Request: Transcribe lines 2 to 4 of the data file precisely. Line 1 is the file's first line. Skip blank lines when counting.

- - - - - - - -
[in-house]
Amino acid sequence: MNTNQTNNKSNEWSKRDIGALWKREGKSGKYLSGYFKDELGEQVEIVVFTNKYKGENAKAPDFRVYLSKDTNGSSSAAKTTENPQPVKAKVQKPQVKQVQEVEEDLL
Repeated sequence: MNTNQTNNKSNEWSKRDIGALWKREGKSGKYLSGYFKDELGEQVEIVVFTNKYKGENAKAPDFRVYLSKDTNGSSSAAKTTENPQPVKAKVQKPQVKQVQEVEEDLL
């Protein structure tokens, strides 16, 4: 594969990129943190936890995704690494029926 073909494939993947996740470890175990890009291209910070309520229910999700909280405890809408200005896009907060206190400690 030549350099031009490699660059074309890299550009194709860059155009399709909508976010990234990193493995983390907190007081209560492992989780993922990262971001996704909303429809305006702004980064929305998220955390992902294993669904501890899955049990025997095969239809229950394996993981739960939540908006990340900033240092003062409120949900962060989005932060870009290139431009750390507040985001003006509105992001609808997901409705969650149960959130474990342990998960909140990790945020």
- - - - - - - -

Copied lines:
Amino acid sequence: MNTNQTNNKSNEWSKRDIGALWKREGKSGKYLSGYFKDELGEQVEIVVFTNKYKGENAKAPDFRVYLSKDTNGSSSAAKTTENPQPVKAKVQKPQVKQVQEVEEDLL
Repeated sequence: MNTNQTNNKSNEWSKRDIGALWKREGKSGKYLSGYFKDELGEQVEIVVFTNKYKGENAKAPDFRVYLSKDTNGSSSAAKTTENPQPVKAKVQKPQVKQVQEVEEDLL
């Protein structure tokens, strides 16, 4: 594969990129943190936890995704690494029926 073909494939993947996740470890175990890009291209910070309520229910999700909280405890809408200005896009907060206190400690 030549350099031009490699660059074309890299550009194709860059155009399709909508976010990234990193493995983390907190007081209560492992989780993922990262971001996704909303429809305006702004980064929305998220955390992902294993669904501890899955049990025997095969239809229950394996993981739960939540908006990340900033240092003062409120949900962060989005932060870009290139431009750390507040985001003006509105992001609808997901409705969650149960959130474990342990998960909140990790945020």